As June 1 dawned, a weather advisory warned of reduced visibility. The dense fog lifted in central Illinois, but in Springfield that day the future was hard to see for the state’s plans for climate-friendly energy policies.
The Legislature’s Spring Session ended May 31, when the House left with no agreement on four energy-related proposals, and the Senate grappled with Exelon trying to hold lawmakers hostage with demands for even more subsidies and with concerns that a couple of downstate municipalities that own power plants could suffer with de-carbonization mandates.
Exelon, which owns ComEd, had demanded more money or it would shut down its Dresden, Byron and maybe Braidwood nuclear power plants, threatening to severely limit energy production, probably cause rate hikes, and sacrifice hundreds of good jobs.
“I support the plants, the workers and carbon-free energy – but not at any price to ratepayers,” said Gov. J.B. Pritzker. “While Exelon is held accountable to their shareholders to maximize their profits, I am accountable to the working families who will shoulder these additional costs on their energy bills.”
It’s been frustrated for environmentalists, consumer advocates, labor unions and lawmakers, all of whom for years have been working to move to renewable energy.
“Negotiations have been rough,” said Sen. Dave Koehler (D-Peoria).
After a possible compromise with Exelon, a late hitch happened when Senate President Don Harmon and downstate colleagues sought de-carbonization exemptions for the City Water, Light and Power plant in Springfield and the Prairie State Generating Station near Marissa. Numerous towns finance that facility with municipal bonds, allowing them to own a share, and they’re worried about bankruptcy if Prairie State can’t pay off its bonds.
Plus, Prairie State has scrubbers, and carbon-capture/sequestration seems possible for the plants.
Meanwhile, four proposals are still part of the debate over an omnibus energy measure:
“Consumers and Climate First” renews funding for solar installations, sets standards for wind and solar facilities, phases out coal by 2030 and natural gas by 2045, and eliminates utility companies’ automatic rate increases. But it includes some rate hikes and has a weak jobs-creation provision. However, it addresses ethics (timely, given the scandal involving Exelon/ComEd and cohorts of ex-Speaker Mike Madigan), including forbidding ratepayer funds from being used for “charitable” donations.
“Clean Energy Jobs,” with 45 sponsors and first introduced in 2019 (when it was set aside because of other issues), wants the state to use 100% renewable energy by 2050 and includes incentives to get industry on board (as if avoiding environmental catastrophe isn’t sufficient). Non-government supporters include the Sierra Club and the Alliance for Climate Education youth group.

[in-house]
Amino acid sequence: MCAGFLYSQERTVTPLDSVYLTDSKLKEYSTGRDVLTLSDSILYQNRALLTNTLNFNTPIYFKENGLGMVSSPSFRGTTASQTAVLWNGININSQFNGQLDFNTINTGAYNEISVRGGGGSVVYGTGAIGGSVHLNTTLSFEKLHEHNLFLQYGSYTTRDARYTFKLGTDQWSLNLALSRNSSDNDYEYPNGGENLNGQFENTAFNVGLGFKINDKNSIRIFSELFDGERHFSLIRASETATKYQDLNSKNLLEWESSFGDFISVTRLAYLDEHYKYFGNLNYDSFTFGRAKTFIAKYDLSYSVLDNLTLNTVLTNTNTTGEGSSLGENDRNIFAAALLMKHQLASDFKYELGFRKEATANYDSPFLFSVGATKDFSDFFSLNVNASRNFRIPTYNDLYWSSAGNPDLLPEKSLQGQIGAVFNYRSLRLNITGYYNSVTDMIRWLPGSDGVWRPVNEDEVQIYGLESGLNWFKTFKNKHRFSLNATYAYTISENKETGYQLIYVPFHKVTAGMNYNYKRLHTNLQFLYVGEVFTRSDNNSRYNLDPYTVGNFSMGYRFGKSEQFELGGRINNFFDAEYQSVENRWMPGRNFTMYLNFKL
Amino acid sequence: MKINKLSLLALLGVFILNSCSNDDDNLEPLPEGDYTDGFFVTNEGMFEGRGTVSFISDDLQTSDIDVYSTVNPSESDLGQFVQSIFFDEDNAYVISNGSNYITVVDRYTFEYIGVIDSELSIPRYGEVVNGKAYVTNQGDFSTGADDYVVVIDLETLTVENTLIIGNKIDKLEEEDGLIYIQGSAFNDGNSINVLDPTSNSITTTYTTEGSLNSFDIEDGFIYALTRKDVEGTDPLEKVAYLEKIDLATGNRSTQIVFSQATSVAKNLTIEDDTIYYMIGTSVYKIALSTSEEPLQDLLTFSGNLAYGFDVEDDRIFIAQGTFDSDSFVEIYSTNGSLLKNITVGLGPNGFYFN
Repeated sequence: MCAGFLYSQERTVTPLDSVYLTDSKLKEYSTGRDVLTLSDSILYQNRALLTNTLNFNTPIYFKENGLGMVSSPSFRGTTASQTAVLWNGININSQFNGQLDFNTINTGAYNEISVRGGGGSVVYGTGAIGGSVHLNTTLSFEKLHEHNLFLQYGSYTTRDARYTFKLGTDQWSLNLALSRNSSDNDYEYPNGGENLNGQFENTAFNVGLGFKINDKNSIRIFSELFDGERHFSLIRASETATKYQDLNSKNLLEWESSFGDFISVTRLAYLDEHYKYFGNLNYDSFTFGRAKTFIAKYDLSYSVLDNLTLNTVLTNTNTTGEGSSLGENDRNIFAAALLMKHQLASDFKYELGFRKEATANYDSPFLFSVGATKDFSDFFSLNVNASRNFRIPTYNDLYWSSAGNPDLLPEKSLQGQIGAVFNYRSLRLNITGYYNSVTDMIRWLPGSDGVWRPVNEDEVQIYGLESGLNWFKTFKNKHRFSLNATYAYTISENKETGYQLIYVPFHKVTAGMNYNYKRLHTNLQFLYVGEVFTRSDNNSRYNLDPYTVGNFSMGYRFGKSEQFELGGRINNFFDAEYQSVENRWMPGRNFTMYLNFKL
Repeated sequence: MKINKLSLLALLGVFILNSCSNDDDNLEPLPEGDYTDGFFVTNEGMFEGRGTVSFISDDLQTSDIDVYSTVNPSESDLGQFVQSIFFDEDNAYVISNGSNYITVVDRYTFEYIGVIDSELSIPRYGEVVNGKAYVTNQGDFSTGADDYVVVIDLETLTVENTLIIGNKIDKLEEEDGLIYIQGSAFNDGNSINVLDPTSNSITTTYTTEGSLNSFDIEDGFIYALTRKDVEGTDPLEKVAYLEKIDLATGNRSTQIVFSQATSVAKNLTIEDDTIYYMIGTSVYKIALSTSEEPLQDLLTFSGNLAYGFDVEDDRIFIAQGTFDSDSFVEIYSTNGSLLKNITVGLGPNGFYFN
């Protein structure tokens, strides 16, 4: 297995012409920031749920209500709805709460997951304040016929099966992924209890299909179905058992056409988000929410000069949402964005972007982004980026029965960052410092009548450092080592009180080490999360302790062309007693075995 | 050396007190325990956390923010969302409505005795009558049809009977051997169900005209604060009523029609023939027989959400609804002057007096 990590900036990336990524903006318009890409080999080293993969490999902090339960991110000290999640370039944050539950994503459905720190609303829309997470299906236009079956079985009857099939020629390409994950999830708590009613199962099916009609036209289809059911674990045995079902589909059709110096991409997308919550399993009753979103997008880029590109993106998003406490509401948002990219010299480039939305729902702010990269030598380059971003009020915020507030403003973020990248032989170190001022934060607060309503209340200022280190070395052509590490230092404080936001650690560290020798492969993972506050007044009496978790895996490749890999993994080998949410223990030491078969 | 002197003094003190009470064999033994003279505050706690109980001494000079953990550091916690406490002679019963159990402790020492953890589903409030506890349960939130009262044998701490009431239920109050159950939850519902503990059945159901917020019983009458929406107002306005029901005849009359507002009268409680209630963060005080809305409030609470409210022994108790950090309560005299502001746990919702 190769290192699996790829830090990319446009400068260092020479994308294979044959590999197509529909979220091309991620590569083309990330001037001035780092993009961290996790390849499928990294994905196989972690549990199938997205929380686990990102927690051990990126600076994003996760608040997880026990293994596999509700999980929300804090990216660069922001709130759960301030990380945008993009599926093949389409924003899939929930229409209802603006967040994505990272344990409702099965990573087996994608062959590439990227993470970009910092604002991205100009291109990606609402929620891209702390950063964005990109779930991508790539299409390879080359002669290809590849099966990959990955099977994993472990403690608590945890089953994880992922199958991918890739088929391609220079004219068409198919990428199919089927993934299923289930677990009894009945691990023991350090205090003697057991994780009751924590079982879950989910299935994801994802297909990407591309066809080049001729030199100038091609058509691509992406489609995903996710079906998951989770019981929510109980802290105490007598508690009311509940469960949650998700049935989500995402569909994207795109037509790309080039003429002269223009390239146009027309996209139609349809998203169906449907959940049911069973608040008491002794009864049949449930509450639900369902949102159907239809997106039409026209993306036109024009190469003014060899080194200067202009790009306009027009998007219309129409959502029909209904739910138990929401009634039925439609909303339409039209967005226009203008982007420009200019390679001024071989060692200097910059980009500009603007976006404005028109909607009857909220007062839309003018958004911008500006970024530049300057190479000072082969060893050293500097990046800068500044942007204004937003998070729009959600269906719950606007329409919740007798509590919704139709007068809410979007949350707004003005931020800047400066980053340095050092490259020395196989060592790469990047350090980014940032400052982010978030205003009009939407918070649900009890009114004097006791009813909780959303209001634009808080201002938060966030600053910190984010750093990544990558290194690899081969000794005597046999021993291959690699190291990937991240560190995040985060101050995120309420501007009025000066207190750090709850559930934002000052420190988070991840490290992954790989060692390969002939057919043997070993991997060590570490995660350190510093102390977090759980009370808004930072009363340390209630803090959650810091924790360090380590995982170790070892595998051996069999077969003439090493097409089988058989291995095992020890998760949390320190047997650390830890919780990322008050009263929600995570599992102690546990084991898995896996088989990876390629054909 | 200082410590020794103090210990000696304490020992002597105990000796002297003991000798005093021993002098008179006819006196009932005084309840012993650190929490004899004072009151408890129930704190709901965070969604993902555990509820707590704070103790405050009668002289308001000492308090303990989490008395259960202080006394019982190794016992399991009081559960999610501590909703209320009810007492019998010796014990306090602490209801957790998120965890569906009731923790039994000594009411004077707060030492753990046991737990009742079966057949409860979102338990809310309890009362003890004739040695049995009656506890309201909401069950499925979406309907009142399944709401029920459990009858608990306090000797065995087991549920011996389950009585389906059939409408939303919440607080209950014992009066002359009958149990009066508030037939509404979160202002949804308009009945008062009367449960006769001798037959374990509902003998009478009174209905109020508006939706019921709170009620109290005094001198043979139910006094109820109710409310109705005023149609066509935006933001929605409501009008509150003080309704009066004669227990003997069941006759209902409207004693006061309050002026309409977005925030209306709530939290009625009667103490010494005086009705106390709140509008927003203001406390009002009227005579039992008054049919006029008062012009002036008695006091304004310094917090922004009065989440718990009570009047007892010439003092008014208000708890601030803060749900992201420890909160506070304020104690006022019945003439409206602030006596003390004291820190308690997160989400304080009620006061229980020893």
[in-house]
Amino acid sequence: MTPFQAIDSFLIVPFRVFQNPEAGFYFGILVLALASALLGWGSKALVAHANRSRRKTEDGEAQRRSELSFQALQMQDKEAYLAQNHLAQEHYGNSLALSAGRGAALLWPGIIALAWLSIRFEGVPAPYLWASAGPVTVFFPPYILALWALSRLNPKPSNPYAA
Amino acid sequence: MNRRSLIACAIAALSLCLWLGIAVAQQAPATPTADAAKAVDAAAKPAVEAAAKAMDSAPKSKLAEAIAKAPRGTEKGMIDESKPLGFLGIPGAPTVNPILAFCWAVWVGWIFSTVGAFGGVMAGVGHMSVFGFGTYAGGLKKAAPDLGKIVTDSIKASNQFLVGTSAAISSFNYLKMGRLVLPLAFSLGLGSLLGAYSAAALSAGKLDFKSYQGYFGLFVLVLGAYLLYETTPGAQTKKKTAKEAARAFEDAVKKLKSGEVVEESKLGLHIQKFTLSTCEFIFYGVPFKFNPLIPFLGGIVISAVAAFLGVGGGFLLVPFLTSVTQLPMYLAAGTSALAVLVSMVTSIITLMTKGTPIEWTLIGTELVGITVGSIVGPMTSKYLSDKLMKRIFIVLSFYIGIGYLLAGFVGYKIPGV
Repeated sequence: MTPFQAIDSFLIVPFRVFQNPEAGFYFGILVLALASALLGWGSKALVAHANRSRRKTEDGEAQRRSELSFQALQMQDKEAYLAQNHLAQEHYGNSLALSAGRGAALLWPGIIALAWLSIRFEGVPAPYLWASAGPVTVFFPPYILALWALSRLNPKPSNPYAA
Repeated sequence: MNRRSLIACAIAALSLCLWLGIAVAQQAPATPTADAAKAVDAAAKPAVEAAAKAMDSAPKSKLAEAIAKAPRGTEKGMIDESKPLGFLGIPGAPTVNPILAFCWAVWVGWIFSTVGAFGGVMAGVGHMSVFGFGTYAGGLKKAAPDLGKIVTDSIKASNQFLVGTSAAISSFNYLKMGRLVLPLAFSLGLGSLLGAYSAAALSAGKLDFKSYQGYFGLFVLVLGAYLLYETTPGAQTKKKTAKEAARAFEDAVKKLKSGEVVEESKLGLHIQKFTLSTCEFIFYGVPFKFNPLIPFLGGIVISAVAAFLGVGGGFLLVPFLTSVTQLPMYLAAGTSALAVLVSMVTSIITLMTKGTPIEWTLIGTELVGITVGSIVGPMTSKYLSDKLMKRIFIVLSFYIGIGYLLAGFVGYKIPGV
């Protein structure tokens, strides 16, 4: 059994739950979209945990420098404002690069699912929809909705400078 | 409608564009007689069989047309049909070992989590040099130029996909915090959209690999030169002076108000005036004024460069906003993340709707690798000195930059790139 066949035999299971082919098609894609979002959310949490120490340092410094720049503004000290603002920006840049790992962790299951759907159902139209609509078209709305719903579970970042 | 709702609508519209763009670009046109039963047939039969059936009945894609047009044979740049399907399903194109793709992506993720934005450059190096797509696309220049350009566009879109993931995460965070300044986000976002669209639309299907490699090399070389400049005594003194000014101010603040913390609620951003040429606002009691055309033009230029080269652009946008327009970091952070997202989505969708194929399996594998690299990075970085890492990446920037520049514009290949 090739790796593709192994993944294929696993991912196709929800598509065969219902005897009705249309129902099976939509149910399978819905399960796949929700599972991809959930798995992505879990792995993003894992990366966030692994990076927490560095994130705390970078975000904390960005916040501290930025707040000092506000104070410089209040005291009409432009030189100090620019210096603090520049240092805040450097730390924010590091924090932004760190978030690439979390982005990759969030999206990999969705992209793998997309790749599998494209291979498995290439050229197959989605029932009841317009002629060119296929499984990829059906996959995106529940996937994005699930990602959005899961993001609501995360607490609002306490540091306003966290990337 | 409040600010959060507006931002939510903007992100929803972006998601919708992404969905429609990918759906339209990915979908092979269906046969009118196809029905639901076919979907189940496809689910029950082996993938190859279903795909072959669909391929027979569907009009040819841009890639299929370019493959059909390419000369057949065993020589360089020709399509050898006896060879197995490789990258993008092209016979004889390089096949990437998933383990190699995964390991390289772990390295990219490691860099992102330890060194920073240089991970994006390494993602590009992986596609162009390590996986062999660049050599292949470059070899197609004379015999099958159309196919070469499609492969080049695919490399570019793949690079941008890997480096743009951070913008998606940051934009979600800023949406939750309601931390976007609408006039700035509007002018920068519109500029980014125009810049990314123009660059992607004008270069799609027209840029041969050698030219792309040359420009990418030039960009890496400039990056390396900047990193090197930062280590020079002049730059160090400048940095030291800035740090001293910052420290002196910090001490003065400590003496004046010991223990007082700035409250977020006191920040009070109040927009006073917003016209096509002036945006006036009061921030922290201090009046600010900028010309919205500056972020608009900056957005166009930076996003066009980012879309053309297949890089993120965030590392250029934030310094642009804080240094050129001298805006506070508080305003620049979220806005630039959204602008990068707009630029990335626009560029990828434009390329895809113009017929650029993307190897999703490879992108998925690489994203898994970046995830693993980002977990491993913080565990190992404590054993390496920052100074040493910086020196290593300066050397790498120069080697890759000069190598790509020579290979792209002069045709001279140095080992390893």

“Climate Union Jobs” introduced Feb. 11, says it will create hundreds of union jobs working on state-subsidized clean-energy projects and save 200,000 jobs, according to co-sponsor Sen. Michael Hastings (D-Frankfort). It aims to increase subsidies for non-carbon electricity generation including nuclear power plants, and to enact worker rights for people displaced by the transition to renewable energy.
“What makes this legislation different from other ideas out there – and, yes, we do share the same goals as many others – is that it puts working families at the center of Illinois’ clean energy efforts, where they should be,” said Sen. Sue Rezin (R-Morris), the Republican co-sponsor in the Senate.
The bill also responds to public concerns about ethics by including transparency and accountability mandates for utilities. Backed by the Illinois AFL-CIO, it was unanimously recommended for adoption by the Public Utilities Commission but has opposition, including the Illinois Public Interest Research Group, whose director Abe Scarr said, “It doubles down on the worst policies passed during ComEd’s corrupt scheme and makes them worse.”
“Path to 100” says it would create more than 50,000 jobs and the addition of $8.7 billion in economic output. Introduced by Rep. William Davis (D-Homewood), it says it would provide $1.9 billion in payments to landowners and also savings for distributed and community solar customers.
“I think there will be elements of each when we meet again in the next couple of weeks,” Koehler said. “I think environmentalists will get about 70% of what they want, and labor will get a lot. But we need to get it done. Solar incentives have already run out.”
Unlike the spring session, however, passage will require a 3/5 vote since it’s after June 1 and the measure’s effective date would be immediate.
It’s still possible for creative compromise, but the road there is as foggy as ever.
Bill Knight has been a reporter, editor and columnist for more than 50 years. Also an author, Knight is a journalism professor emeritus from WIU, where he taught for more than 20 years. Contact him at email@example.com; for archives, go to https://ift.tt/2Kt0b7d.
via Canton Daily Ledger
June 7, 2021 at 09:33AM